Study confirms century-old theory about cancer causation
Abnormal cell division that yields cells with an extra set of chromosomes can initiate the development of tumors in mice, researchers at Dana-Farber Cancer Institute have shown, validating a controversial theory about cancer causation put forth by a scientific visionary nearly 100 years ago.
The so-called "double-value" cells are produced by random errors in cell division that occur with unknown frequency. The generation of these genetically unstable cells appears to be a "pathway for generating a tumor," says David Pellman, MD, a pediatric oncologist at Dana-Farber and at Childrens Hospital Boston. He is the senior author on a report in the Oct. 13 issue of Nature. Takeshi Fujiwara, PhD, and Madhavi Bandi of Dana-Farber, are the papers co-first authors.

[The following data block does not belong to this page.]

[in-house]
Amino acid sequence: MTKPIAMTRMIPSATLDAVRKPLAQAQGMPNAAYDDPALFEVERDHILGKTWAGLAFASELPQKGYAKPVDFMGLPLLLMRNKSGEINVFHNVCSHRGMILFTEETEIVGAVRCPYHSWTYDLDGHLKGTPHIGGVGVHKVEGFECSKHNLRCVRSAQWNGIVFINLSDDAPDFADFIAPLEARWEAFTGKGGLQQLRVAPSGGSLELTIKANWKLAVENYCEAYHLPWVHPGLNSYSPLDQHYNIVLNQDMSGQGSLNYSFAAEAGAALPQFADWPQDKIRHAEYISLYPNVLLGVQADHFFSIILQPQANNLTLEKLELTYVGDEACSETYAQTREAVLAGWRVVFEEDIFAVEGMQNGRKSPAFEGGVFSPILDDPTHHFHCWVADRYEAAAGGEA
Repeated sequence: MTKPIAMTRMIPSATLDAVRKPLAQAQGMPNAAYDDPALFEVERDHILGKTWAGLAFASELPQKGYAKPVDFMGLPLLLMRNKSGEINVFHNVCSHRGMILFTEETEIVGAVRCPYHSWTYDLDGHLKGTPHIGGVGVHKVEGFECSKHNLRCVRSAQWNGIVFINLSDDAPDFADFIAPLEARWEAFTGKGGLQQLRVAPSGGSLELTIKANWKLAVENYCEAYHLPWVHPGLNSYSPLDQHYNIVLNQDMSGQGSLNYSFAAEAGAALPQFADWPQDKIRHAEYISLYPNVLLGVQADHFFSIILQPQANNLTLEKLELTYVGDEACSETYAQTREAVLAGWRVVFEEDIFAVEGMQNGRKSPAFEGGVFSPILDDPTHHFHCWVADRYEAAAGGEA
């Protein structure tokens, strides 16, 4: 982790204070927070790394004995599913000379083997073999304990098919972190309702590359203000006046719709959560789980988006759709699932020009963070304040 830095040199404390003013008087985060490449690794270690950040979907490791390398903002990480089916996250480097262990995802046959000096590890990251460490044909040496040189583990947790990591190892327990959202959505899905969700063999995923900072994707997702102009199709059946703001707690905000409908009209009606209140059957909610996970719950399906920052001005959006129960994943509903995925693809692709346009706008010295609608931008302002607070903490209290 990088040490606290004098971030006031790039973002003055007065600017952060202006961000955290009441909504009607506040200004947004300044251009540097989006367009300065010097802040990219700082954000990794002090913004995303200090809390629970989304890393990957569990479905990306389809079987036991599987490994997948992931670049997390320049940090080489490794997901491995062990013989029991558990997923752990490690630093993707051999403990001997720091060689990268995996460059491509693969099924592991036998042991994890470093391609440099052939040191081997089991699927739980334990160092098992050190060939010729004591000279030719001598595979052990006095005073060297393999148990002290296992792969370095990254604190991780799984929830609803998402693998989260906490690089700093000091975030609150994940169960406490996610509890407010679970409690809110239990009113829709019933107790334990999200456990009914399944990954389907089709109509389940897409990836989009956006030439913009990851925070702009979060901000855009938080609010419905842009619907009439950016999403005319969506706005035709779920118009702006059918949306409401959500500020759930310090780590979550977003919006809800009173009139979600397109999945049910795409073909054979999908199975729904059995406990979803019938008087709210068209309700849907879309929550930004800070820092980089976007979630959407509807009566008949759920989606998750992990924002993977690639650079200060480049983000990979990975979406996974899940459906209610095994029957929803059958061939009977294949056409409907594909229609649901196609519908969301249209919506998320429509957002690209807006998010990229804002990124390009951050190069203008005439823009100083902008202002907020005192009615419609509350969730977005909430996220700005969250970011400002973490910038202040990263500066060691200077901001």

Janet Haley Dubow | EurekAlert!
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